The World Cup Football finals get underway in Brazil today – the long wait is over! They mean many different things to the billions around the world who will come together to watch, evoking intense emotions of national pride and glory, or humiliation and outrage. Goals and calls by referees are recalled decades later, hotly debated in a passion for the ‘beautiful game.’ One key aspect of this ultimate expression of globalization is that most of the players are migrants, either playing for their national teams while currently residing in another country (such as Lionel Messi, born in Argentina, living in Spain, and playing for Argentina), or playing for a national team different from their country of birth (such as Diego Costa, born in Brazil, living in Spain, and playing for Spain), or both (such as Miroslav Klose, born in Poland, living in Italy, and playing for Germany).
I was in Dubai last week when the news broke about Qatar's World Cup bid. Qatar winning the vote to host World Cup in 2022 will produce significant increases in migration flows from, and remittance flows to, South Asia, East Asia and East and North Africa.
Qatar employs just short of 1.5 million migrant workers currently. It is the largest host country for migrants in the world: the share of migrants in the population exceeds 85%, for every adult Qatari national, there are 10+ migrant workers (see Factbook, my earlier blog post). Although it does not report data on remittances to the IMF, newspapers quoting Qatar Central Bank reported outward remittances approaching $7 billion in 2010. The sheer increase in the demand for workers for constructing stadiums and developing infrastructure is expected to result in huge migration flows from South Asia, but also from East Asia (the Philippines, but also China). Outward remittances will rise more than proportionately, first because wages will rise, and second, because the authorities will provide greater scrutiny to recruitment practices and working conditions for migrant workers.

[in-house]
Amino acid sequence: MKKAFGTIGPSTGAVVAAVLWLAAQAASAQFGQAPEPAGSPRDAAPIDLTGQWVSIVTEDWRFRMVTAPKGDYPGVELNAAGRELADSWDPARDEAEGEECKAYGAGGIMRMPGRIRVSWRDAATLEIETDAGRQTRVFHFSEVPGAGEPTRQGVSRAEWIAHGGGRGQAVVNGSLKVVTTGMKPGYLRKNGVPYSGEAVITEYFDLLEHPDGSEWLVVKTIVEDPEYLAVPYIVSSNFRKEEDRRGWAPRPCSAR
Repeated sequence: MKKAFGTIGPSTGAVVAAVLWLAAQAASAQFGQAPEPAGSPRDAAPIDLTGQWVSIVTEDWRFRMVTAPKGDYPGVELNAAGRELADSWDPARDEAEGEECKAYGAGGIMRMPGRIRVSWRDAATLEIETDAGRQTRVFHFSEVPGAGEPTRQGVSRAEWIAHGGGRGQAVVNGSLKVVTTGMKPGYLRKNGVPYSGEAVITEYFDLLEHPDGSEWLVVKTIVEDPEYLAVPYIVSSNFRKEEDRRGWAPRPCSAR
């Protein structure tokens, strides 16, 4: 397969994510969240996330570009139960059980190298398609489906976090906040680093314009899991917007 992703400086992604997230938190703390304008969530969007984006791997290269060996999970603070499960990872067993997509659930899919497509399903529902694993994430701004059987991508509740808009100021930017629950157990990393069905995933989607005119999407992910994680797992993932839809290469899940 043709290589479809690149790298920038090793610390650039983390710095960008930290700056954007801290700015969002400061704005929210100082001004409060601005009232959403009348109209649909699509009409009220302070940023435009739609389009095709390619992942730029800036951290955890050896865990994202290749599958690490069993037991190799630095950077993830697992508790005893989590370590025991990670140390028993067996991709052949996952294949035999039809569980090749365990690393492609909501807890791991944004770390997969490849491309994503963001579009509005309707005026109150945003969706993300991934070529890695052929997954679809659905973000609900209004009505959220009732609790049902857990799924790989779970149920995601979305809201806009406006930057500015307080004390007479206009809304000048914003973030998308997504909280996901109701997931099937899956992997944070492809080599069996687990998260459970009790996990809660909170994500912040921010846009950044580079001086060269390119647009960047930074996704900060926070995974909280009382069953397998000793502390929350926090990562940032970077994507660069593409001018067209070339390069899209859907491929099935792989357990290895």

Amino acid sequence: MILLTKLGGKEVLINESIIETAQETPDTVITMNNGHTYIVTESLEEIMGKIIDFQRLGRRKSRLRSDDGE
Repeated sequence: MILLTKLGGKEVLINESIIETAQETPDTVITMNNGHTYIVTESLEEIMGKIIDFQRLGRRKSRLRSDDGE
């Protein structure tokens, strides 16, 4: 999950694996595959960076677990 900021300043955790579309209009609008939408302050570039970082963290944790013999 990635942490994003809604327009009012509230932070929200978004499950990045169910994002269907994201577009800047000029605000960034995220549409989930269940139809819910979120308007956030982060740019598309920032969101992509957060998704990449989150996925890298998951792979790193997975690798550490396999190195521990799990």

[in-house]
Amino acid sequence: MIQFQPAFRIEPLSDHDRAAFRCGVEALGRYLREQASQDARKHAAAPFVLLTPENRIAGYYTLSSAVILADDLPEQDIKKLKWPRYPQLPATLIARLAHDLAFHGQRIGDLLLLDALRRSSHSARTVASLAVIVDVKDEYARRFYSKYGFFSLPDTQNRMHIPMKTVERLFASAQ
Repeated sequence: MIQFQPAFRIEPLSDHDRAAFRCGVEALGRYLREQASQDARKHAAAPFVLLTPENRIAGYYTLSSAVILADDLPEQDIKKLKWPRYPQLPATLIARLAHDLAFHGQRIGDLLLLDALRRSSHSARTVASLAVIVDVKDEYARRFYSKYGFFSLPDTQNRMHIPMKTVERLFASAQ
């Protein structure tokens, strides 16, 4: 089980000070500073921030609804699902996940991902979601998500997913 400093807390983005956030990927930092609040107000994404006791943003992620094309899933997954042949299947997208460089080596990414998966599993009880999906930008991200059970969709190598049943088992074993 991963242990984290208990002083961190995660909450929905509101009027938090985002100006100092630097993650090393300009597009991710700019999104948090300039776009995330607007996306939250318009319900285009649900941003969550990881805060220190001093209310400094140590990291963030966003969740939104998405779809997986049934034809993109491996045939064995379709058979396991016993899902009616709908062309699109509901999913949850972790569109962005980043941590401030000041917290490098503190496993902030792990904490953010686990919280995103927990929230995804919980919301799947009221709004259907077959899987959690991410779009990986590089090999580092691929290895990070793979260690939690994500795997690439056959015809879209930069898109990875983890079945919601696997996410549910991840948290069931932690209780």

Amidst a cacophony of vuvuzelas, expectations for the African teams in this World Cup had never been higher. For the first time the tournament was held on African soil and many African teams had famous coaches - Sven Goran Erikson for Cote d’Iviore being one example. Most importantly, there have never been so many African players signed to the top European clubs in the world; perhaps none more famously so than Samuel Eto’o of Inter Milan or Didier Drogba of Chelsea. And yet, the African teams were knocked out of the competition in the group stages, one by one. That is, all except Ghana, the team on which all African hopes now rested.